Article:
Saturday, June 23, 2012

The Wulf Howls Again

Nice weather, good trail conditions, great competition and amazing race organization – that’s what makes for a great event.  All those things and more were to be found at the 5th Annual Wulfman’s CDT-14K Trail Race.  The race takes place on the Continental Divide Trail between Homestake and Pipestone Passes east of Butte, Montana.  Named in honor of John “The Wulfman” Wulf, the Godfather of Butte’s Piss & Moan Runners, the race is held each year on the Saturday closest to the summer solstice, the anniversary of The Wulfman’s final group run.

Run in opposite directions every other year, this year saw the race in the southbound direction between Homestake and Pipestone.  Although not considered a technical trail, the course makes up for it with a combination of climbs and altitude.  With a starting elevation of 6,250’ the course rises 1,300' in a series of steps/climbs (high point around 7,500’) over the first 8.5 kilometers.  From there, it’s mostly downhill over the last 5.5 kilometers to a finish elevation of 6,350’ (net uphill of 100’).  Those last 5.5 kilometers are deceptively challenging though, with a couple of uphill “bumps” in the last 3 kilometers that really make you work.  As a result, finish times and runner comments suggest that this is the more difficult race direction.  

Being a single track trail all the way – the race start has to be adjusted to accommodate the 240-person field.  Based on predicted times and consideration by the race director (Ray Hunt), the runners are seeded to go out on the course in 10-second intervals.  With the faster runner’s going out first, this allows all of the runner’s great access to the trail with limited needs for passing or other potential conflicts.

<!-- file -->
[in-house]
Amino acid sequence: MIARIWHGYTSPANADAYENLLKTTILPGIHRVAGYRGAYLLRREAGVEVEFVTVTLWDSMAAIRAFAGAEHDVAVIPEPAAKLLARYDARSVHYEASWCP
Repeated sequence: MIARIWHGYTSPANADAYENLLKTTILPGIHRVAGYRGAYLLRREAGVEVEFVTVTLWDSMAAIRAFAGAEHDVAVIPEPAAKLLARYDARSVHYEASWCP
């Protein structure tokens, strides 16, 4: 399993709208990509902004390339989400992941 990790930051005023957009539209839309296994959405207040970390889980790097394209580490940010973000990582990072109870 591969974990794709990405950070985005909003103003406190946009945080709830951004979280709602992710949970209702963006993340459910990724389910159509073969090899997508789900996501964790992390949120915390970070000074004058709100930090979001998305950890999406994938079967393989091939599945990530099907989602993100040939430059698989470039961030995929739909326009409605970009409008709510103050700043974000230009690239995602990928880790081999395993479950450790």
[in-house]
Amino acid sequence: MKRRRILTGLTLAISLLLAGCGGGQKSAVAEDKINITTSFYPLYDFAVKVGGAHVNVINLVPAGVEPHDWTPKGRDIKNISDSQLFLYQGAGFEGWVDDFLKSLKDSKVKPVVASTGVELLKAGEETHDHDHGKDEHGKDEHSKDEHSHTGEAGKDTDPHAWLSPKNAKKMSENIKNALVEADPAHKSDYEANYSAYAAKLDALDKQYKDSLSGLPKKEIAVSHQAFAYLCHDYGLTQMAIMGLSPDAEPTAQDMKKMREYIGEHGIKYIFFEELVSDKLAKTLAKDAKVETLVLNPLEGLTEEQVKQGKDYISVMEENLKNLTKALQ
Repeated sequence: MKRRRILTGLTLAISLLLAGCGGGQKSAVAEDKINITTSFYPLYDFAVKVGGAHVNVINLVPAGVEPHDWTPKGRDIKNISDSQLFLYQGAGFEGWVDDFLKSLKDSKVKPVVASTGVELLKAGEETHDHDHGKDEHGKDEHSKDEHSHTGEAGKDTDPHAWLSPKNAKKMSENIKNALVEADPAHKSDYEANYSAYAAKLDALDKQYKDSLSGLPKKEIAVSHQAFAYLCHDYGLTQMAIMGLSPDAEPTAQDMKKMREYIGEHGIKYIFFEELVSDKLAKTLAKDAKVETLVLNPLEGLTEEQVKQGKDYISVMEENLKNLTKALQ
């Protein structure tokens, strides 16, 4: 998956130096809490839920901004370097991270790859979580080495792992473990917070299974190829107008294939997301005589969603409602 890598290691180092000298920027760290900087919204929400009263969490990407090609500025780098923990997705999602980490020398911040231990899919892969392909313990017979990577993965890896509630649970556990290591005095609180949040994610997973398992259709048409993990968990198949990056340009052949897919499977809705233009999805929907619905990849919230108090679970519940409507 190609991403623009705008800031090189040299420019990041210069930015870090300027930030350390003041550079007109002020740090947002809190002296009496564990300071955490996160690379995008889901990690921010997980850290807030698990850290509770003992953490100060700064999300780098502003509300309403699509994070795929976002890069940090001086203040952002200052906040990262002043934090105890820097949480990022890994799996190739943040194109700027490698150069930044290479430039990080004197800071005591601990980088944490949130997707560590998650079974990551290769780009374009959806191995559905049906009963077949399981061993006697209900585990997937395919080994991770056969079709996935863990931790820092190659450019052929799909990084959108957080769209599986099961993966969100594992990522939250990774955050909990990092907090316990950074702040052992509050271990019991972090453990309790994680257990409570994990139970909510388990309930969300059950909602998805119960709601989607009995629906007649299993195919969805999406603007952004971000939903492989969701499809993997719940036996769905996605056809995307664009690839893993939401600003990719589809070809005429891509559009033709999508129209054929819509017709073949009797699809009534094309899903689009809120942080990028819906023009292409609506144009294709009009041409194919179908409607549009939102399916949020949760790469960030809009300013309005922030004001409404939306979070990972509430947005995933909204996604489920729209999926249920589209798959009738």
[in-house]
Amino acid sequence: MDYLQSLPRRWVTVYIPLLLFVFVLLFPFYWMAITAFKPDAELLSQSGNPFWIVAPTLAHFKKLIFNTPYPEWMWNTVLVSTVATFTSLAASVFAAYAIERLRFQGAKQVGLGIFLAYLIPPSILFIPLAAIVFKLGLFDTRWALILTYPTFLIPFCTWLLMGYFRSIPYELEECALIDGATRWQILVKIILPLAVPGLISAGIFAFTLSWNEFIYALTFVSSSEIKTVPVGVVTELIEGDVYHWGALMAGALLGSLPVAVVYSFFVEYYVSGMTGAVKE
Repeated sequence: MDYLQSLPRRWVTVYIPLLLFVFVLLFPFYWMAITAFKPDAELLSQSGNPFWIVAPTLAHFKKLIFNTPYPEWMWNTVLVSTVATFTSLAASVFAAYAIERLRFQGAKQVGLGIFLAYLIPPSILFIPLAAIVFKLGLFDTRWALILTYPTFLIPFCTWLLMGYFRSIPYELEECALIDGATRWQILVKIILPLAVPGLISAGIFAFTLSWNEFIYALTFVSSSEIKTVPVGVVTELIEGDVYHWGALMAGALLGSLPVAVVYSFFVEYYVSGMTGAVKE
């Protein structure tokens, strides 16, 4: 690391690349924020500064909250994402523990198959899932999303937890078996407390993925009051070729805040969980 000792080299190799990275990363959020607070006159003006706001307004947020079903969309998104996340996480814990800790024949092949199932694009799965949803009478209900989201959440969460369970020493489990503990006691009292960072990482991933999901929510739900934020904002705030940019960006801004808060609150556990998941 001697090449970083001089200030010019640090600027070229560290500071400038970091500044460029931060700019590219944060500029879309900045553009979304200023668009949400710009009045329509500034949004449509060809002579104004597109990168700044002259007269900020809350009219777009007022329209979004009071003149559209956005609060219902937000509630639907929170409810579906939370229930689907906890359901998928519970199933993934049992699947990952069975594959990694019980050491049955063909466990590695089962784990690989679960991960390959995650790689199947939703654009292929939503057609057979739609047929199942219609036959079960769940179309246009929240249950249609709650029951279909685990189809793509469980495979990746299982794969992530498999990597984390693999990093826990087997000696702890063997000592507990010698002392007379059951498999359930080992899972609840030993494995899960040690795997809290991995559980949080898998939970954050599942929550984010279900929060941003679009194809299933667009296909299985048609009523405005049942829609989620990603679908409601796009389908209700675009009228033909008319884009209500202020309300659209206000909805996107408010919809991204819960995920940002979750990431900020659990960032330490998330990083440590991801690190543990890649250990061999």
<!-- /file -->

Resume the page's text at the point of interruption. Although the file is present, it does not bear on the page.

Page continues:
Race day was mild, dry and sunny.  But, the shade of the trees and some well timed breezes kept the conditions reasonably comfortable.  The lack of winter snows and spring rains were evident when the couple of notoriously swampy spots were, at worst, a bit damp.  That made for probably the best trail conditions in the event’s history – and the result was some great racing.

The men’s race this year was a bit more of a question mark than it had been in the past.  Two time defending champion Lynn Reynolds was skipping this year.  Also absent were some top runners from the past such as Keifer Hahn, Alan King, Pat Judge, Scott Creel and Mike Telling.  But, that meant some new faces, some new blood and some new excitement. 

The one thing that went directly according to plan was the performance of Jimmy Grant of Missoula.  The 33-year old was granted the first starting slot as the top returning performer from last year.  He took his 10 second starting gap and never looked back.  Never really challenged during the race, he pushed on to a 43 second win with a time of 57:27.  Post race, Grant commented that in many ways he preferred a later starting position and liked doing the chasing.  But, it’s evident that he also does pretty well with the fear of being the hunted and running hard to stay in front of the pack.

Grant was a bit surprised at how well the run went today, having just competed in the Scotiabank Calgary Marathon over Memorial Day Weekend (May 27th).  His 2:31:44 time brought him home in 4th place and just off his goal of a sub-2:30 performance.  But, buoyed by his performance today, he’s thinking about taking another marathon shot in two weeks at the Missoula Marathon.

2nd place was wrapped up by Butte native Clint Choquette.  Having made a big jump in his training volume this year (from 20+ miles per week to 50+), Clint has also made a big jump in performance.  Now living in Billings (and set to compete for MSU-Billings this fall in cross country – using his one available year of eligibility), Choquette moved up from his #4 starting position to compete the course in a fine time of 58:10

Helena’s Thomas “Big-Bird” Jodoin (the 2008 and 2009 champion) continued his 5 year string of top 3 finishes, hitting 59:03.  Rounding out the top 5 (and the sub-1 hour performers) were race-newbie Devin Cowan of Helena in 59:32; and, race director and master’s stud Ray Hunt (Deer Lodge) in 59:52. 

The women’s race held a little more to form.  But, the big question at the start was who was going to have the best comeback.  Would it be defending champion Sarah Graves of Ballantine, returning to competition after the Olympic Marathon Trials in January?  Or, would it be 2009 champion Nicole Hunt of Deer Lodge – who gave birth to twin boys Roam and Ember last fall (October)?